Men'shchikov, A.; André, Ph.; Didelon, P.; Könyves, V.; Schneider, N.; Motte, F.; Bontemps, S.; Arzoumanian, D.; Attard, M.; Abergel, A.; Baluteau, J.-P.; Bernard, J.-Ph.; Cambrésy, L.; Cox, P.; Di Francesco, J.; di Giorgio, A. M.; Griffin, M.; Hargrave, P.; Huang, M.; Kirk, J.; Li, J. Z.; Martin, P.; Minier, V.; Miville-Deschênes, M.-A.; Molinari, S.; Olofsson, G.; Pezzuto, S.; Roussel, H.; Russeil, D.; Saraceno, P.; Sauvage, M.; Sibthorpe, B.; Spinoglio, L.; Testi, L.; Ward-Thompson, D.; White, G.; Wilson, C. D.; Woodcraft, A. and Zavagno, A.
Filamentary structures and compact objects in the Aquila and Polaris clouds observed by Herschel.
Astronomy & Astrophysics, 518, article no. L103.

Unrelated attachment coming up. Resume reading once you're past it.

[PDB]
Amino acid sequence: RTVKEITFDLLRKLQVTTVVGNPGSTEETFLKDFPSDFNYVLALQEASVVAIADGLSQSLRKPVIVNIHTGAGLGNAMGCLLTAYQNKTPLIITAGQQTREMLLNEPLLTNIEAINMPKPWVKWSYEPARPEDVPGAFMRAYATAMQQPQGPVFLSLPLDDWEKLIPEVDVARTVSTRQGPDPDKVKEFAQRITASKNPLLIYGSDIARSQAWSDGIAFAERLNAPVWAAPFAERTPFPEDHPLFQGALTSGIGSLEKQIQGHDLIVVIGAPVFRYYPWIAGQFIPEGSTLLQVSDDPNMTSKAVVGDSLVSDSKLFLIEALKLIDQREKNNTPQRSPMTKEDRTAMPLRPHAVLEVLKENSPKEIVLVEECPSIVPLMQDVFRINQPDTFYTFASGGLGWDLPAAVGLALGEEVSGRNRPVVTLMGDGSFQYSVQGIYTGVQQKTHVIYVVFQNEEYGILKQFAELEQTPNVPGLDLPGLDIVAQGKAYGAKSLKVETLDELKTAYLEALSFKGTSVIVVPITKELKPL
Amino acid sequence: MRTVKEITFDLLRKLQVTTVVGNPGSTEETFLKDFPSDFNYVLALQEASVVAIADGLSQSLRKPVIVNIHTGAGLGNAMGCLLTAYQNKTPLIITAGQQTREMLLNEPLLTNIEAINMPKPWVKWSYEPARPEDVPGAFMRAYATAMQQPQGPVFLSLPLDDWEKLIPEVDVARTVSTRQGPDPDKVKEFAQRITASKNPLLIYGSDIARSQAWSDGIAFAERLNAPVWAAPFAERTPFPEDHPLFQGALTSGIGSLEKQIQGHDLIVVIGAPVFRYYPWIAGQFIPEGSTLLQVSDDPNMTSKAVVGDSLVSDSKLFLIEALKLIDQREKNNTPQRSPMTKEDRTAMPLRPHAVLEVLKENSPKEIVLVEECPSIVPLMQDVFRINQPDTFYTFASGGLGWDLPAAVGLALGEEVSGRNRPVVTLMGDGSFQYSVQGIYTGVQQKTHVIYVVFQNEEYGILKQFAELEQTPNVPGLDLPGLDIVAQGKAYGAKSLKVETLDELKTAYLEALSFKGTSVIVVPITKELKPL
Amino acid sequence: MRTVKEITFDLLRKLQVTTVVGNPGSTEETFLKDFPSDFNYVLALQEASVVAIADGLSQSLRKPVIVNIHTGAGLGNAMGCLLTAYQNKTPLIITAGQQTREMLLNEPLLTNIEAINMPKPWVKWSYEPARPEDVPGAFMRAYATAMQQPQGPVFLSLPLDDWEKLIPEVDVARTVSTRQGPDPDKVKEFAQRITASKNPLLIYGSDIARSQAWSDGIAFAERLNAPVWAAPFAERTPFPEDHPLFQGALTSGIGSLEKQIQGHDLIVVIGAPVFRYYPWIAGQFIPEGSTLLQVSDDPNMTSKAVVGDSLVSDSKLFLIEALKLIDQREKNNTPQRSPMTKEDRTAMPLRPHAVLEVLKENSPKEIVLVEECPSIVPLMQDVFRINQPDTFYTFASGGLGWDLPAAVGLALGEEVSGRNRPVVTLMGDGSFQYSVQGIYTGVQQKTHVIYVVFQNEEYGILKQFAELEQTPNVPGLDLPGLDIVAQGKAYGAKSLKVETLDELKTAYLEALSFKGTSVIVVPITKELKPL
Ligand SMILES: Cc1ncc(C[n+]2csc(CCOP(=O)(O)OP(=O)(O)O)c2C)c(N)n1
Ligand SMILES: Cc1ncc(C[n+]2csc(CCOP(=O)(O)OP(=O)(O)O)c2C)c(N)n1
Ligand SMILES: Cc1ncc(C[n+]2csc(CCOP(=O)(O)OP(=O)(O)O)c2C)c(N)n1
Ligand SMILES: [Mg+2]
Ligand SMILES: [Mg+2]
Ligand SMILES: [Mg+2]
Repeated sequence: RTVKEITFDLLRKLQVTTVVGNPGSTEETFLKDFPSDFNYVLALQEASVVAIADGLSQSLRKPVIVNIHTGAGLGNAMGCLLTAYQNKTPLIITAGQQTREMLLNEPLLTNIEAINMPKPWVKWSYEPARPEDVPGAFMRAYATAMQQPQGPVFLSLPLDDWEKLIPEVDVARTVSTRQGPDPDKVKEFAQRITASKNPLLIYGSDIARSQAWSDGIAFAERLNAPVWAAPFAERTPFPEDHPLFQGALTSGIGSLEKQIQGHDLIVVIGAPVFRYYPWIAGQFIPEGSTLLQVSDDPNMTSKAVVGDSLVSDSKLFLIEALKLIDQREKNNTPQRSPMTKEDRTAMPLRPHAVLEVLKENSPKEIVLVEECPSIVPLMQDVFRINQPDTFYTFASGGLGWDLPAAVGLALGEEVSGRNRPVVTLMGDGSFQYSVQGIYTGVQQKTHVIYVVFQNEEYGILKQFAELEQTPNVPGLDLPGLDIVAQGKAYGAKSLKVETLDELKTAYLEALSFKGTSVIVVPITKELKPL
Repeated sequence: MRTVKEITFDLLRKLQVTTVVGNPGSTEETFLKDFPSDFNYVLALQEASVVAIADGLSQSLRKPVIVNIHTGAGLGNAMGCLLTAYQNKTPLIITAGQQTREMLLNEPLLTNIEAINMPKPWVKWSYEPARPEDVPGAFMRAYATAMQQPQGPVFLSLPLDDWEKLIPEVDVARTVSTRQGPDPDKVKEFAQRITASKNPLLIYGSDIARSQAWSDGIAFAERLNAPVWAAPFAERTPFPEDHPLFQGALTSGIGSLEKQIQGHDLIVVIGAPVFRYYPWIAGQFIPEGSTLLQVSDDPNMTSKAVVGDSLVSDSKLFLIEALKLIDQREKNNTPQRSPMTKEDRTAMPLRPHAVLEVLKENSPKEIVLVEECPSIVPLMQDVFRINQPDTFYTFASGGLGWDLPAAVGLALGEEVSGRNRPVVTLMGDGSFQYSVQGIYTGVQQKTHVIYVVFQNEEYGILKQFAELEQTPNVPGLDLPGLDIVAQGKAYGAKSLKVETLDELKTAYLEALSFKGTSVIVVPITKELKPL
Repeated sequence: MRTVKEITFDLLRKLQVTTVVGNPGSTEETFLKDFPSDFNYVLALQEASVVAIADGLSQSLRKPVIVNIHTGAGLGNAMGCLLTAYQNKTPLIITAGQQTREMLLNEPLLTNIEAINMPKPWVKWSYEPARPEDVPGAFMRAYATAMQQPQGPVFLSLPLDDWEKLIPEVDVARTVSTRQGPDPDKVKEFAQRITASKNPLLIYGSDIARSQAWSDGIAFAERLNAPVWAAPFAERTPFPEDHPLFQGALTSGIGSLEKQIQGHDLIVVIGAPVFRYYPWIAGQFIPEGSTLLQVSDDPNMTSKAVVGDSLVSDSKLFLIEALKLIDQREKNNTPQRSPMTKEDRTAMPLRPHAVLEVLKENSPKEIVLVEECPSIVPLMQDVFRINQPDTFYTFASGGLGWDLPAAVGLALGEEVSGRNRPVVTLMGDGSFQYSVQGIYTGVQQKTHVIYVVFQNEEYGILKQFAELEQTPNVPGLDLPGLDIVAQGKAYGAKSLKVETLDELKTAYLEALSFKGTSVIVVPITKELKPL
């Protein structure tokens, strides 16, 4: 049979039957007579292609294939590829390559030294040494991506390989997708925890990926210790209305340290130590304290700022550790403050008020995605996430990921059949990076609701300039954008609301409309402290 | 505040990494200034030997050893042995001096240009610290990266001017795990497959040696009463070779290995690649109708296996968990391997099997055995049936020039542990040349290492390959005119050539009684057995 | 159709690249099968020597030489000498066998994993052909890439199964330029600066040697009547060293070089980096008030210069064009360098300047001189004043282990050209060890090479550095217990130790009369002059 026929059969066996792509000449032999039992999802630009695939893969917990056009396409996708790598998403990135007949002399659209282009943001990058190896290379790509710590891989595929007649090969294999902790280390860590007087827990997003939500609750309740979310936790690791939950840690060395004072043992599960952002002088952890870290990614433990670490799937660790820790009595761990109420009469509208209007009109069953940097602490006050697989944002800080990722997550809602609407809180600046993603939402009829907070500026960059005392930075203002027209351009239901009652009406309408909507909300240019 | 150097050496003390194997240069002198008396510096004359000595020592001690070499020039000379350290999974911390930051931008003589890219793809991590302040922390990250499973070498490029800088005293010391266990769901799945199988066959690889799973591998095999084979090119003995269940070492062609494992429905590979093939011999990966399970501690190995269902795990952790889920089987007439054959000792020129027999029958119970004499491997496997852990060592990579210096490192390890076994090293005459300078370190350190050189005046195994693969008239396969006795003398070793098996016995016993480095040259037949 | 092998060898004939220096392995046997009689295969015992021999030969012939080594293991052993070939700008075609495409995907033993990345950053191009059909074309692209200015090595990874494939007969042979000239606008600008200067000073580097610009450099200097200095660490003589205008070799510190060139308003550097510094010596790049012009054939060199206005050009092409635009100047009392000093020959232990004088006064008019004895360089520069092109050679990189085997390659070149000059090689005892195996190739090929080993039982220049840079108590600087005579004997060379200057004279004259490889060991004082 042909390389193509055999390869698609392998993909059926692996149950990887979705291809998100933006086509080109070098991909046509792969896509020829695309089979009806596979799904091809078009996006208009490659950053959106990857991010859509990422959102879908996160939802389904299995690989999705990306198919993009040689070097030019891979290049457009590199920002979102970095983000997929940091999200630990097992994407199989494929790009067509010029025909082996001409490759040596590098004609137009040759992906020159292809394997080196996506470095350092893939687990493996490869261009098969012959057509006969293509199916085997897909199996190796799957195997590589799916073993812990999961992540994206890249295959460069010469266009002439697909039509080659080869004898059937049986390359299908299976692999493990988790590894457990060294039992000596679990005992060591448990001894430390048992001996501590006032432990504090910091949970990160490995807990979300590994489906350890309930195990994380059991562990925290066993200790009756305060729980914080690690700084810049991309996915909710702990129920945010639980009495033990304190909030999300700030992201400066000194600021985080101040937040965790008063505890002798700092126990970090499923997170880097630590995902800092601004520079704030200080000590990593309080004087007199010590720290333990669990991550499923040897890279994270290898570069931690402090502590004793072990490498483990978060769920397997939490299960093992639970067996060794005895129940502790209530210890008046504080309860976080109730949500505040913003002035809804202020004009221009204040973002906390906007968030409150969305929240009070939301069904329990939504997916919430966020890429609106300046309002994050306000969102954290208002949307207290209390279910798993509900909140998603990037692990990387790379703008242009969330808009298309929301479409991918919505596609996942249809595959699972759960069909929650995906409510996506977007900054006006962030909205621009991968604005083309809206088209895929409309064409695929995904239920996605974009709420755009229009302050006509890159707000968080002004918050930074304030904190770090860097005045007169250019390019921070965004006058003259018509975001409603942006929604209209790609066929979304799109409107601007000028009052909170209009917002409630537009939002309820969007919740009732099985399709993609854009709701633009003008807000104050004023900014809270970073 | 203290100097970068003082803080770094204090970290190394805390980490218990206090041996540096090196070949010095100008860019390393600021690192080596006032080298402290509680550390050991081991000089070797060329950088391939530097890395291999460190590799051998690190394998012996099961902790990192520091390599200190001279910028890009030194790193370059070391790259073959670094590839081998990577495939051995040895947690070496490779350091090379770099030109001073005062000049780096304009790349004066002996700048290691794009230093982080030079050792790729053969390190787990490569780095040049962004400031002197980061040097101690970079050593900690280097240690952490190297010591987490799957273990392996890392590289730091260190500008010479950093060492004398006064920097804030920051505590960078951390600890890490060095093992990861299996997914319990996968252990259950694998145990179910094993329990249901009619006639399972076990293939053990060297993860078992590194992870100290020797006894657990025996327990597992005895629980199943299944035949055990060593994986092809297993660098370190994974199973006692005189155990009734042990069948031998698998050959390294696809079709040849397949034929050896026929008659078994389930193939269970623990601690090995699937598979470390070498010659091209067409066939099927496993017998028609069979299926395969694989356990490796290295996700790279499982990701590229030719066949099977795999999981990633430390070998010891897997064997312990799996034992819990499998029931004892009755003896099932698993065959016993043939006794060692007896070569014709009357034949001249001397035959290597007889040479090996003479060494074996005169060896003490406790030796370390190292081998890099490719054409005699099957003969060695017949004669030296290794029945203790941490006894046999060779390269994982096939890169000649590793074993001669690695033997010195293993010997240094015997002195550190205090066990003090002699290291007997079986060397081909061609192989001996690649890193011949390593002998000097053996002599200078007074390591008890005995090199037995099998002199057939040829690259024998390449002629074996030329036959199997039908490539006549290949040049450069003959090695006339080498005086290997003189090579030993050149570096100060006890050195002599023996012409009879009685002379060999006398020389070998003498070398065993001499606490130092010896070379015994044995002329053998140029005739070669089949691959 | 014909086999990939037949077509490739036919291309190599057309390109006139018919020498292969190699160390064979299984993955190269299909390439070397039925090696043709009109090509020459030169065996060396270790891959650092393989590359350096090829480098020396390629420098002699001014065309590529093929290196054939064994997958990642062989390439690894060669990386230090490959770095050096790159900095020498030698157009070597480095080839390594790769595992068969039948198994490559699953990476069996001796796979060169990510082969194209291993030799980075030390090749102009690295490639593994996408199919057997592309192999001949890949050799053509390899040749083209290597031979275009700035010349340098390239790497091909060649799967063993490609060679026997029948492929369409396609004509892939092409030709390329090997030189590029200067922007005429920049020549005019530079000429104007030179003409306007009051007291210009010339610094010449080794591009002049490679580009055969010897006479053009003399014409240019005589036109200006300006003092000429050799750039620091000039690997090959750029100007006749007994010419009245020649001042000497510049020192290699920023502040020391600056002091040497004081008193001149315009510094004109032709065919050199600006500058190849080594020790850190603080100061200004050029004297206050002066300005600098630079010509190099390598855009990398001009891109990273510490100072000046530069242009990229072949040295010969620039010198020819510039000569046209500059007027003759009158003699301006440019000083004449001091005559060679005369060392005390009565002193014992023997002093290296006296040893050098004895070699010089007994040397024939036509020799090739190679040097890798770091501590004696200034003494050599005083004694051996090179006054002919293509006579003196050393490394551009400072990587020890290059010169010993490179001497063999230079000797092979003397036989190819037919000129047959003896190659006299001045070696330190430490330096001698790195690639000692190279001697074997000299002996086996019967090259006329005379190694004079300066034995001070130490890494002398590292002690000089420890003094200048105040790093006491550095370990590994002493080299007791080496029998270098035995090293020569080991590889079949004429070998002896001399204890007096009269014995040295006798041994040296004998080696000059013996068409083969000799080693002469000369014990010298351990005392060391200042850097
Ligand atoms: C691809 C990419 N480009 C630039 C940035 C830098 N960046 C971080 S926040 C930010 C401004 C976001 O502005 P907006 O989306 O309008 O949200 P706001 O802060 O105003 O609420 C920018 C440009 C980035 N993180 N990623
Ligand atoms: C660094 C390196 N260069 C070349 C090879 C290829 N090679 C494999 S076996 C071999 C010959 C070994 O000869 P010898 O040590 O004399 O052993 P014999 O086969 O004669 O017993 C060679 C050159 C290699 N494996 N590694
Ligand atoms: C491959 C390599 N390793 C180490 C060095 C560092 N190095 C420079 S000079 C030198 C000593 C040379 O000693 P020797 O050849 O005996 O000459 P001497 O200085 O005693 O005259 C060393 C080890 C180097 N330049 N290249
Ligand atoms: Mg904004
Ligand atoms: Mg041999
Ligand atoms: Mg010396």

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Our PACS and SPIRE images of the Aquila Rift and part of the Polaris Flare regions, taken during the science demonstration phase of Herschel discovered fascinating, omnipresent filamentary structures that appear to be physically related to compact cores. We briefly describe a new multiscale, multi-wavelength source extraction method used to detect objects and measure their parameters in our Herschel images. All of the extracted starless cores (541 in Aquila and 302 in Polaris) appear to form in the long and very narrow filaments.With its combination of the far-IR resolution and sensitivity, Herschel directly reveals the filaments in which the dense cores are embedded; the filaments are resolved and have deconvolved widths of ~35" in Aquila and ~59" in Polaris (~9000 AU in both regions). Our first results of observations with Herschel enable us to suggest that in general dense cores may originate in a process of fragmentation of complex networks of long, thin filaments, likely formed as a result of an interplay between gravity, interstellar turbulence, and magnetic fields. To unravel the roles of the processes, one has to obtain additional kinematic and polarization information; these follow-up observations are planned.
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